This is the sixth in a series examining electronic discovery concepts addressed in recent legal ethics opinions, such as State Bar of California Opinion CAL 2015-193, relating to technology and an attorney’s duty of competence.
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In short, the California opinion instructs that attorneys handling matters with e-discovery components must do one of the following: 1) acquire adequate learning and skill before handing cases involving e-discovery; 2) engage co-counsel or technical consultants familiar with e-discovery, or 3) decline the representation.
The opinion states that lawyers with cases involving e-discovery must understand certain e-discovery tasks or bring in co-counsel or e-discovery consultants to assist. The tasks, which are discussed in this series of articles, are:
This article addresses the sixth task, understanding proper data search techniques.
A core feature of e-discovery software is the ability to search for documents. Keyword search is the most obvious type of search functionality, but there are other types of search techniques:
Each data search technique is briefly discussed below. (Here is an even “deeper dive” into advanced ESI and e-discovery search techniques).
We are all familiar with keyword searches. We use keyword searches every time we use a search engine like Google. Using keywords input by the user, search engines return a list of webpages that contain or are related to the keywords. Using keyword searches in e-discovery is the same. Search terms are input into a search function and a list of documents searched containing a search term is returned.
Boolean searches are an advanced method of keyword searching and permit word and phrase combinations using operators such AND, OR, NOT (known as Boolean operators) to limit or broaden searches.
For instance searching for “basketball AND court” will return documents containing both terms. Using “court NOT tennis” will return all documents containing the word court, except those that also have the term “tennis”. A search using “apples OR oranges” will return documents containing either term.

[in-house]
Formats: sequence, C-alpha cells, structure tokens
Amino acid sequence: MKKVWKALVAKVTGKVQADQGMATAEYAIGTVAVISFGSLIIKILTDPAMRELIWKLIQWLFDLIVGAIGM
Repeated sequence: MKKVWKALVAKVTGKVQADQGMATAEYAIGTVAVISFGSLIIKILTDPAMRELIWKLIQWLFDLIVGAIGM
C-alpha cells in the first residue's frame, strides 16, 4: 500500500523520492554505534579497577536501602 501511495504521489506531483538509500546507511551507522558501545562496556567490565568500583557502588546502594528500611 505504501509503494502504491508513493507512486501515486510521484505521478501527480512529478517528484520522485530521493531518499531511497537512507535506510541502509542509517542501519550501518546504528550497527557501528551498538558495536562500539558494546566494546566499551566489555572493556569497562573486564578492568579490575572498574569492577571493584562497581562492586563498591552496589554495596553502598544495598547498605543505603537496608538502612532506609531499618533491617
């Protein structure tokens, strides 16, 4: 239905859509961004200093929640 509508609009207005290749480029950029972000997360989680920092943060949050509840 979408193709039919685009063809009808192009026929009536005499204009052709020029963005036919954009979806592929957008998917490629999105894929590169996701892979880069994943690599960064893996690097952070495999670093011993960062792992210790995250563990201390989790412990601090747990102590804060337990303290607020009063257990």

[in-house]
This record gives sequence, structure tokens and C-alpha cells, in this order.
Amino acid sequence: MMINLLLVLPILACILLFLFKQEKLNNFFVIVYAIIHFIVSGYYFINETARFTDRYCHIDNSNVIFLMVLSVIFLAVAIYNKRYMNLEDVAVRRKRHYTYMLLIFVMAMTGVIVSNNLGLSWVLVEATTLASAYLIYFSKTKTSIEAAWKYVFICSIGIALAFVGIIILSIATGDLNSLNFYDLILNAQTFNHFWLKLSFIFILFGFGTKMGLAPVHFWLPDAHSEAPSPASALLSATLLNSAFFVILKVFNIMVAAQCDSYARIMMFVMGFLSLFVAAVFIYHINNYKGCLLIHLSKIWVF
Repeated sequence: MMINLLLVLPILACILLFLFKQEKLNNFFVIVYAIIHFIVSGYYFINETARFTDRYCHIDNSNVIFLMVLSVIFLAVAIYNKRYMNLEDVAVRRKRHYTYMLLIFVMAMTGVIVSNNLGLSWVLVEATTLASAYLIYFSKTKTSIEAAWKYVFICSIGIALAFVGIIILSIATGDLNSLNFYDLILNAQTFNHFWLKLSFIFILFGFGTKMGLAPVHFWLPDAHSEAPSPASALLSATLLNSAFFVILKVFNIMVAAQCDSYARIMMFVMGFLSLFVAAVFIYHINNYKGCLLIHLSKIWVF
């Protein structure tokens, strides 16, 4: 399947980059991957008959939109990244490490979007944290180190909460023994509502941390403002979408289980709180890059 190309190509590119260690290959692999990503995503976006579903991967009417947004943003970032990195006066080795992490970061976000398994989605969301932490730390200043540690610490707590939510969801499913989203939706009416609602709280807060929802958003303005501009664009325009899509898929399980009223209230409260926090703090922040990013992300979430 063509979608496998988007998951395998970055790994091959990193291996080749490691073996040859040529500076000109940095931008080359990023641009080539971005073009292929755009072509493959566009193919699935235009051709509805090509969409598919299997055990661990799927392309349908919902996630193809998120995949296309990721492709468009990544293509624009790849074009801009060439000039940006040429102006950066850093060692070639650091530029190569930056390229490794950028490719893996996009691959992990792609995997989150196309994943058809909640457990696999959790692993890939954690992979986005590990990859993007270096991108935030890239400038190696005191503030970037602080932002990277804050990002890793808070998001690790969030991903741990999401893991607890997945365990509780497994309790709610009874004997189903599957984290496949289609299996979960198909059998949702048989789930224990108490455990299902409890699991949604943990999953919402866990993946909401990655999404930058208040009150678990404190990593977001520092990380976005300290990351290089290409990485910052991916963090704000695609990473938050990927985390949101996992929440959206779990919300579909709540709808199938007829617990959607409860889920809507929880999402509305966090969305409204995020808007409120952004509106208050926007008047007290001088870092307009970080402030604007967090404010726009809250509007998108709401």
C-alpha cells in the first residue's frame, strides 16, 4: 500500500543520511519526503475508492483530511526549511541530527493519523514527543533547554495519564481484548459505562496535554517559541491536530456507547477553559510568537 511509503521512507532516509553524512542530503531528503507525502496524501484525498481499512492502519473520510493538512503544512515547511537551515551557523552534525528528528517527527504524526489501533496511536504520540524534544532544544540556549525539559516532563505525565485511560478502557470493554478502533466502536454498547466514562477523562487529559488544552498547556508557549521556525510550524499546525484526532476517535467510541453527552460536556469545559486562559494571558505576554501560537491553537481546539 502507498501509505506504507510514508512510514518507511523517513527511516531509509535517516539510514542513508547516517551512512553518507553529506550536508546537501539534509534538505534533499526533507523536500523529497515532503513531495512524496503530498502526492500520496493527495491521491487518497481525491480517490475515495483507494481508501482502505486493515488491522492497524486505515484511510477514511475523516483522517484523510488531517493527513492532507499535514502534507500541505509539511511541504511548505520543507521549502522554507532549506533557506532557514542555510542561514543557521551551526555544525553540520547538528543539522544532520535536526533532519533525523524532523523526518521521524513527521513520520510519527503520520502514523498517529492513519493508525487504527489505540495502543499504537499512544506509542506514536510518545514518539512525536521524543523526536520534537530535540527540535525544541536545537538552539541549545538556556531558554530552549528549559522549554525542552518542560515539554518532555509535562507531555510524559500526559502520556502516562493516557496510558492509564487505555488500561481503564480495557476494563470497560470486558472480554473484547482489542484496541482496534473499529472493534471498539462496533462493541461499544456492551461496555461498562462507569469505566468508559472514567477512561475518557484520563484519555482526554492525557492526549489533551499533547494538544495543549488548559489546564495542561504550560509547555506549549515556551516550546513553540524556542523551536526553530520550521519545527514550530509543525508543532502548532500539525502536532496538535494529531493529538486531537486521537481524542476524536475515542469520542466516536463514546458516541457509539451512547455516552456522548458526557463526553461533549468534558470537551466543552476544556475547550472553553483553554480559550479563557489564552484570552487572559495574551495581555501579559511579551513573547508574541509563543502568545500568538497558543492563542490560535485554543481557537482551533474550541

Most lawyers learn Boolean search techniques in law school when they begin to use legal research tools such as Westlaw or Lexis/Nexis.
Fuzzy search is a technique that finds words based on spelling similarities. It is a helpful tool to find relevant documents with misspellings. For instance, using a fuzzy search, e-discovery software would return documents containing either “apple” and “appple”. Similarly, phonic searches provide results that sound alike. For instance, a search for “John” would also return documents containing “Jon”.
As aptly explained by the EDRM search glossary, a “stemming” search “returns matches for all variations of the root word of the initial query word. For example, if the query word was sing, then if a search used stemming the search results would match singing, sang, sung, song, and songs as well as sing.”
A synonym search, as its name implies, uses a thesaurus and returns documents containing either the search term or a synonym. Similarly, a concept search also expands the search beyond the keywords chosen and also returns documents relevant to the concept underlying the search terms. For instance, searching for “football” might also return documents about “soccer.”
TAR, technology assisted review (sometimes referred to as Computer Assisted Review (CAR) or predictive coding), utilizes computer algorithms to identify electronic documents that are similar to other documents.
According to the Grossman-Cormack Glossary of Technology Assisted Review, TAR is “[a] process for prioritizing or coding a collection of electronic documents using a computerized system that harnesses human judgments of one or more Subject Matter Expert(s) on a smaller set of documents and then extrapolates those judgments to the remaining Document Population. . . .”
Using TAR in legal document reviews is like using the “Because You Watched” feature in Netflix. In Netflix, if you enter star ratings for movies you watched based on whether you like them or not, Netflix will learn your tastes and suggest movies for you to watch. For instance, if you consistently give high ratings to comedy movies, it will suggest other comedies for you to watch.
Similarly, using predictive coding in document reviews, documents are marked relevant or not. The e-discovery software then analyzes the contents of documents marked for relevance and applies what it learns to the rest of the documents in the database. The software determines how likely each document is to be relevant and marks them as such automatically (or gives each document a relevance score) so that documents that are more likely to be relevant may be reviewed first and those that are less likely relevant may be reviewed later (or not at all).
There are also search techniques that are not based on keywords. For instance, e-discovery software searches may return documents based on date ranges, document types or email sending or receiving domains.
Being familiar with different search types is only part of using data search techniques. To actually perform data searches, a person must also understand how to use e-discovery software to do the searches. This is especially true if computer assisted review is used. Obviously, not every lawyer is familiar with e-discovery software (or even comfortable with technology at all), but that does not prevent counsel from providing competent representation in a legal matter with e-discovery. As advised in the California e-discovery ethics opinion, an attorney may associate with qualified co-counsel or an e-discovery vendor or consultant who may help with the data searches.
To learn more about data search techniques, both EDRM and the Sedona Conference offer helpful resources on e-discovery searches.